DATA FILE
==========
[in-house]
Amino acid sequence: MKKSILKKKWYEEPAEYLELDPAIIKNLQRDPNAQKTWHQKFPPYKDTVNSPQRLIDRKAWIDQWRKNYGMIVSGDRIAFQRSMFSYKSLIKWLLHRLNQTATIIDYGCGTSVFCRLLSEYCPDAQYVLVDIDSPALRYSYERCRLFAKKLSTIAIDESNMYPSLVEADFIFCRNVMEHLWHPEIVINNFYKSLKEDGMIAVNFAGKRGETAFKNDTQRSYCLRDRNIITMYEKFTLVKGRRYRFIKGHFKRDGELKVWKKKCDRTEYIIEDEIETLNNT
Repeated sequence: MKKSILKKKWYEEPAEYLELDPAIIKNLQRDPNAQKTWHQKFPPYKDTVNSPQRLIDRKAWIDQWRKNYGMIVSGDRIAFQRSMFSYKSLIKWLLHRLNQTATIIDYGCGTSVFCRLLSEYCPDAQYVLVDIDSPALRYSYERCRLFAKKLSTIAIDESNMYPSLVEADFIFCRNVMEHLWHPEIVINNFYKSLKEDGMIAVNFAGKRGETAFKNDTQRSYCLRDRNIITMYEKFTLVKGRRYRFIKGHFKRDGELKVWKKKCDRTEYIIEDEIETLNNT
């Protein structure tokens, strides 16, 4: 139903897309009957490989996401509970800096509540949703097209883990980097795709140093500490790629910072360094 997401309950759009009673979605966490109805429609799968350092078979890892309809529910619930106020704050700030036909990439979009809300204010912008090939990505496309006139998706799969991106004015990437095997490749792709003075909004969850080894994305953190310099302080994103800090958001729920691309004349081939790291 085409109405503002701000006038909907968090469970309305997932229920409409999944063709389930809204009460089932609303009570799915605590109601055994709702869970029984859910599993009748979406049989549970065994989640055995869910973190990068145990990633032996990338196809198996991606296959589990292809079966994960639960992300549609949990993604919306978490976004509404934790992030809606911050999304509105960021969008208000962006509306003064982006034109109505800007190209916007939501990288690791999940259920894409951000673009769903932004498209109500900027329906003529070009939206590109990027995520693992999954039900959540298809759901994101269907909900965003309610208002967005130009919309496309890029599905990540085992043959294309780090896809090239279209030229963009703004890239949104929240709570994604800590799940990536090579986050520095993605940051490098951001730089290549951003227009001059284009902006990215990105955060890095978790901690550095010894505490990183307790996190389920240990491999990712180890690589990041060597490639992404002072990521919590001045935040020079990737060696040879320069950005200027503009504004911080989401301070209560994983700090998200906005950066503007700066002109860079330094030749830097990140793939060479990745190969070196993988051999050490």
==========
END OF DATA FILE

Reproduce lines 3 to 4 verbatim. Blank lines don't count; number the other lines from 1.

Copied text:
Repeated sequence: MKKSILKKKWYEEPAEYLELDPAIIKNLQRDPNAQKTWHQKFPPYKDTVNSPQRLIDRKAWIDQWRKNYGMIVSGDRIAFQRSMFSYKSLIKWLLHRLNQTATIIDYGCGTSVFCRLLSEYCPDAQYVLVDIDSPALRYSYERCRLFAKKLSTIAIDESNMYPSLVEADFIFCRNVMEHLWHPEIVINNFYKSLKEDGMIAVNFAGKRGETAFKNDTQRSYCLRDRNIITMYEKFTLVKGRRYRFIKGHFKRDGELKVWKKKCDRTEYIIEDEIETLNNT
């Protein structure tokens, strides 16, 4: 139903897309009957490989996401509970800096509540949703097209883990980097795709140093500490790629910072360094 997401309950759009009673979605966490109805429609799968350092078979890892309809529910619930106020704050700030036909990439979009809300204010912008090939990505496309006139998706799969991106004015990437095997490749792709003075909004969850080894994305953190310099302080994103800090958001729920691309004349081939790291 085409109405503002701000006038909907968090469970309305997932229920409409999944063709389930809204009460089932609303009570799915605590109601055994709702869970029984859910599993009748979406049989549970065994989640055995869910973190990068145990990633032996990338196809198996991606296959589990292809079966994960639960992300549609949990993604919306978490976004509404934790992030809606911050999304509105960021969008208000962006509306003064982006034109109505800007190209916007939501990288690791999940259920894409951000673009769903932004498209109500900027329906003529070009939206590109990027995520693992999954039900959540298809759901994101269907909900965003309610208002967005130009919309496309890029599905990540085992043959294309780090896809090239279209030229963009703004890239949104929240709570994604800590799940990536090579986050520095993605940051490098951001730089290549951003227009001059284009902006990215990105955060890095978790901690550095010894505490990183307790996190389920240990491999990712180890690589990041060597490639992404002072990521919590001045935040020079990737060696040879320069950005200027503009504004911080989401301070209560994983700090998200906005950066503007700066002109860079330094030749830097990140793939060479990745190969070196993988051999050490």